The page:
Berkley School District students, including those at the high school seen here, have been allowed to return to in-person instruction for more than a month.

Berkley School District students, including those at the high school seen here, have been allowed to return to in-person instruction for more than a month.

Photo provided by the Berkley School District

Berkley Schools starts to offer full-time, in-person instruction

By: Mike Koury | Woodward Talk | Published March 22, 2021


BERKLEY — For a little more than a month, students in the Berkley School District have had the option to return to in-person instruction.

After some time, the district began having discussions on whether to expand its in-person instructional options to allow a return for a full-time schedule of five days a week for the first time since the COVID-19 pandemic began. The Board of Education heard a proposal on March 8 that would have had the district offer this option starting April 12.

Board President Keith Logsdon said everyone can agree that having students in-person is the best way to go for their education, and a full-time return is something they’ve wanted for a long time. As someone with a daughter who graduated in 2020 during the pandemic, he said he’s seen how kids struggled through virtual education, and it’s something the board also has struggled with as well.

“We’ve wanted to get back in-person and because of the numbers that have come back with the people that are going to be back in-person, we think it’s pretty much the thought of the community they should be back,” Logsdon said.

While the district was looking at the April 12 return to full-time, in-person learning, the Michigan Legislature passed House Bill 4048 that offered significant federal dollars to districts that provide 20 hours of in-person instruction each week beginning the week of March 22. For the Berkley School District, the amount of money it qualified for through the bill, which was signed into law by Gov. Gretchen Whitmer March 9, was approximately $1.8 million.

The district’s hybrid model didn’t meet those standards, but it’s plan for April 12 did, only that it had to be moved up three weeks to meet the deadline. Superintendent Dennis McDavid said they were left with a choice: either sticking with their April 12 proposal — which hadn’t been approved by the Board of Education — and forgoing the money, or changing course and moving the return date to March 22.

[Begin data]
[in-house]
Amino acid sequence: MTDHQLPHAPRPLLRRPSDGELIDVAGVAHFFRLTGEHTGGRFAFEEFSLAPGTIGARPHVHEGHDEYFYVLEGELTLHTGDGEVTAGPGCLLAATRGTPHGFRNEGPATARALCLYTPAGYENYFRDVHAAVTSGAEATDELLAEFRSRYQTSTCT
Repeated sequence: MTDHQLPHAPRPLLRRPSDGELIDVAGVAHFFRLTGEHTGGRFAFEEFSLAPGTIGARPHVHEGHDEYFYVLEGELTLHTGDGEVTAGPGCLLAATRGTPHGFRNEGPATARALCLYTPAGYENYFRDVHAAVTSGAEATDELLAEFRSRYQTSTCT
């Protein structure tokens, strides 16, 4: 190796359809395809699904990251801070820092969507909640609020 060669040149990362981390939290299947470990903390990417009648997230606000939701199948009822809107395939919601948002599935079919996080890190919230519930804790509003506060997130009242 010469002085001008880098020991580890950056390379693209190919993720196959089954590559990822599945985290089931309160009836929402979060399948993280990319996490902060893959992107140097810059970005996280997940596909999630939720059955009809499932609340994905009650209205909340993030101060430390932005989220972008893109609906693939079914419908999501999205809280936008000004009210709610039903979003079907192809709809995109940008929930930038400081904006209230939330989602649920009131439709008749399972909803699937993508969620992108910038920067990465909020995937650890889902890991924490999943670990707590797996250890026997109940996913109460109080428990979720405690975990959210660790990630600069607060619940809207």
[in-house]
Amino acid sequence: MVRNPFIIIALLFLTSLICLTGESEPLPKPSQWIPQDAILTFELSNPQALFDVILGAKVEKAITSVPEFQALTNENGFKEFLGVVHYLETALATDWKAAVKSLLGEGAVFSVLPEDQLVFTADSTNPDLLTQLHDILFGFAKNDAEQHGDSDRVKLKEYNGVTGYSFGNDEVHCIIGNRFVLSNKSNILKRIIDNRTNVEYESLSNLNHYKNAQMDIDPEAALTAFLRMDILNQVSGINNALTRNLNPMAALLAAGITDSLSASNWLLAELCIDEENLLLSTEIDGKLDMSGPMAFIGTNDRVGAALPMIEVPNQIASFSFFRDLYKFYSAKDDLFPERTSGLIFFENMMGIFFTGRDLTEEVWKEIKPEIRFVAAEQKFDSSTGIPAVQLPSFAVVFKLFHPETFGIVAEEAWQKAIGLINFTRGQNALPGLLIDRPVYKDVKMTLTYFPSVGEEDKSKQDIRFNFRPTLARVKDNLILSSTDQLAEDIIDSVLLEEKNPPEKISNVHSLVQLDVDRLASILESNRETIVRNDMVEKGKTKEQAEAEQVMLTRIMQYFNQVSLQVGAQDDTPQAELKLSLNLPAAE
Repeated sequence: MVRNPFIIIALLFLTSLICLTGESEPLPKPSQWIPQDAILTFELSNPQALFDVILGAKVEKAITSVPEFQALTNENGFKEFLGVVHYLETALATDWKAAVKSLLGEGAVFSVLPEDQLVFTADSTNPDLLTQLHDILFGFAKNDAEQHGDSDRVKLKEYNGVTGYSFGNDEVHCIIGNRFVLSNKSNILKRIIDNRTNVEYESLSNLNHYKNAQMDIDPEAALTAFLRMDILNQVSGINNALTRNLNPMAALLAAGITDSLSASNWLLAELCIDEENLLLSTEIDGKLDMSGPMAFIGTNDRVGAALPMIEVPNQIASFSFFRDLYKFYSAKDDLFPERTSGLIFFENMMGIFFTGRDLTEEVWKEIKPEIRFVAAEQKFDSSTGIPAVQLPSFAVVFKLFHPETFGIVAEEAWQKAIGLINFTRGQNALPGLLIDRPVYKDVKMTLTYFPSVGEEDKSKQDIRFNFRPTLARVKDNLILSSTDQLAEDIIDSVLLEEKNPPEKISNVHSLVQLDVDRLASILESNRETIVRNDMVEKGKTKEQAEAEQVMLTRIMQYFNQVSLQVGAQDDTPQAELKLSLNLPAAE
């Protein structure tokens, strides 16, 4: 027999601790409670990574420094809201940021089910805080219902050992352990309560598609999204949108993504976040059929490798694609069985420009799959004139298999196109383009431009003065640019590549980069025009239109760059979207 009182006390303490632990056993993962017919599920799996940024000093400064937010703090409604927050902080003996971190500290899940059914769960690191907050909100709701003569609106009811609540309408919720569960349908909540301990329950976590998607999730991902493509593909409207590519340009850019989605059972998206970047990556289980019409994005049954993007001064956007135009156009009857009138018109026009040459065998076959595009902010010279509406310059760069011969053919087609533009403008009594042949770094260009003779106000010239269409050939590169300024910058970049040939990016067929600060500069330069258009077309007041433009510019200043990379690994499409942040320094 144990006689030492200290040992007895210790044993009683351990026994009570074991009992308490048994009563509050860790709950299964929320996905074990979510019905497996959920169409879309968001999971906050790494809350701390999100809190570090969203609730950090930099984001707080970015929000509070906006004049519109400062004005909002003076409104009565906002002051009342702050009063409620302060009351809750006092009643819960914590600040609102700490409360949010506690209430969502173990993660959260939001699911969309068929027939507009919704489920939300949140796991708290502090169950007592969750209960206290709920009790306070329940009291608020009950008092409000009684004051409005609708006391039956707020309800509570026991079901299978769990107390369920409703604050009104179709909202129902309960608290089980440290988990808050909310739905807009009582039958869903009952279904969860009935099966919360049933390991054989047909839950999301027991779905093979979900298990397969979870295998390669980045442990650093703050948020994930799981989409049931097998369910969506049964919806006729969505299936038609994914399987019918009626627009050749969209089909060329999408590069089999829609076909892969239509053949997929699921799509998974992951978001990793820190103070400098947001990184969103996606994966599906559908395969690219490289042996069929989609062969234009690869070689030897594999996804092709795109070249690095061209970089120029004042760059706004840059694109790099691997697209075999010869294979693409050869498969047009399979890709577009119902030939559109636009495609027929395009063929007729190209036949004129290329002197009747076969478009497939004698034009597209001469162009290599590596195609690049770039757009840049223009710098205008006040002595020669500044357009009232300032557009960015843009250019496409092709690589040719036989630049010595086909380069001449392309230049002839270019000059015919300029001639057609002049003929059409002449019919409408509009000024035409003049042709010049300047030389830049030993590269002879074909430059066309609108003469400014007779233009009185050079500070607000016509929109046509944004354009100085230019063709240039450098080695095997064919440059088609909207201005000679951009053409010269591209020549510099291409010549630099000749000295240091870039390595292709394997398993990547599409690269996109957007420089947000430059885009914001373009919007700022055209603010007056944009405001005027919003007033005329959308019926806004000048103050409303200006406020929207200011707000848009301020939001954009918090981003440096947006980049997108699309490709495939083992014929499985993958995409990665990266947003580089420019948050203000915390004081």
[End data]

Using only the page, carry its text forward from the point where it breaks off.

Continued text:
The board decided March 15 to move forward with the March 22 return date to qualify for the federal dollars.

“Every dollar is important,” McDavid said. “We know we have all of the staff members vaccinated who wanted to be vaccinated, and so they made the decision to pull forward.”

Logsdon personally wanted the kids back in-person, but he stated this decision weighed heavily on every board member and it wasn’t a choice they made lightly.

“We all lost sleep over this decision, but at the end of the day, it’s the right thing for kids to be back in school in-person,” he said.

That being said, Logsdon felt the Legislature and Whitmer put the district in a difficult situation by choosing March 22 as the “magic day” for kids to return to in-person instruction.

“Who was the expert that said March 22 is the day? We were ready to come back April 12, and I think we would’ve been fine with that,” he said. “It just gave a little bit more time for the transition and that sort of thing, but for them to put that kind of date tied to that money, I mean, it’s extortion and we didn’t appreciate being put in the position by them with this legislation that made people make a choice. And how many other districts are doing that for that money? … It’s not a small thing.”

McDavid said the $1.8 million they will receive will help cover some of the district’s expenses for supplies that it’s purchased during the pandemic, including computers for students studying online, personal protective equipment, desk shields, disinfectant, gloves and masks.

“It’ll be used to sort of fill those holes where we spent budget money on those things,” he said. “We’re also looking at taking a good portion of that money and using it or another funding source as a way to give staff members a little bit of a bonus for the work they’ve done this year.”

According to a letter sent to the community by McDavid, the updated plan includes a change to the secondary in-person options. For grades 6-12, students will have the option to report to school five days a week or report in a hybrid schedule with some days in-person and some days livestreaming into the classroom. Students also still have the option to remain virtual.

For more information on the district’s return plan, visit

Logsdon stated he knows this transition won’t be easy, but he hopes the community will give the teachers time to settle into this new phase.

“Our teachers always rise to the occasion,” he said. “Every single time we’ve asked them to do something, they do a great job. We have some great teachers and that’s why I feel very confident this is gonna be just fine.”

“We know that pulling this forward to March 22 has created a great deal of stress and work on our teachers and our administrators, and so they’re reacting like champions,” McDavid added. “They’re making the best of a bad situation as they always do, and we’re just so fortunate to have such great people in this district.”

As the district moves forward with its plan, it has stated its intent to work closely with the Oakland County Health Division to monitor any coronavirus cases that do come up. If a student does test positive, McDavid said, the district will conduct contact tracing and follow the advice of the county.

“If they think cases are too high in the community and advise that we need to close a school or close a classroom, we’ll do that,” he said. “We don’t want to have to do that, but we’ll do that on their advice. We’ll continue to monitor, working with our partners.”